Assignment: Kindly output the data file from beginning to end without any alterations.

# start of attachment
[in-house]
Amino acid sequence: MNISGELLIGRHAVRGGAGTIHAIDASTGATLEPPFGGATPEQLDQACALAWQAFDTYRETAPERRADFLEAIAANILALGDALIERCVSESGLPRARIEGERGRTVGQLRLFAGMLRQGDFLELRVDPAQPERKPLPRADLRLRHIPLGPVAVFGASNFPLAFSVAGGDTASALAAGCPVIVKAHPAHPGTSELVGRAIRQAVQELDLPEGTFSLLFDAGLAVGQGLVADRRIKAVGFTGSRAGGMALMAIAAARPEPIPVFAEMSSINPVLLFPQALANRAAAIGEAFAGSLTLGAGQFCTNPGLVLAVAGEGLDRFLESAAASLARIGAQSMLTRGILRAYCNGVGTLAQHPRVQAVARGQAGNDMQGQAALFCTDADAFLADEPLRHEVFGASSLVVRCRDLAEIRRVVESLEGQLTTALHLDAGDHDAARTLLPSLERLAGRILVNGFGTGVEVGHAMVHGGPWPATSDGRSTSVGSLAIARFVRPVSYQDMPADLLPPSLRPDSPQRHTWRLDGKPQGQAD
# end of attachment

[in-house]
Amino acid sequence: MNISGELLIGRHAVRGGAGTIHAIDASTGATLEPPFGGATPEQLDQACALAWQAFDTYRETAPERRADFLEAIAANILALGDALIERCVSESGLPRARIEGERGRTVGQLRLFAGMLRQGDFLELRVDPAQPERKPLPRADLRLRHIPLGPVAVFGASNFPLAFSVAGGDTASALAAGCPVIVKAHPAHPGTSELVGRAIRQAVQELDLPEGTFSLLFDAGLAVGQGLVADRRIKAVGFTGSRAGGMALMAIAAARPEPIPVFAEMSSINPVLLFPQALANRAAAIGEAFAGSLTLGAGQFCTNPGLVLAVAGEGLDRFLESAAASLARIGAQSMLTRGILRAYCNGVGTLAQHPRVQAVARGQAGNDMQGQAALFCTDADAFLADEPLRHEVFGASSLVVRCRDLAEIRRVVESLEGQLTTALHLDAGDHDAARTLLPSLERLAGRILVNGFGTGVEVGHAMVHGGPWPATSDGRSTSVGSLAIARFVRPVSYQDMPADLLPPSLRPDSPQRHTWRLDGKPQGQAD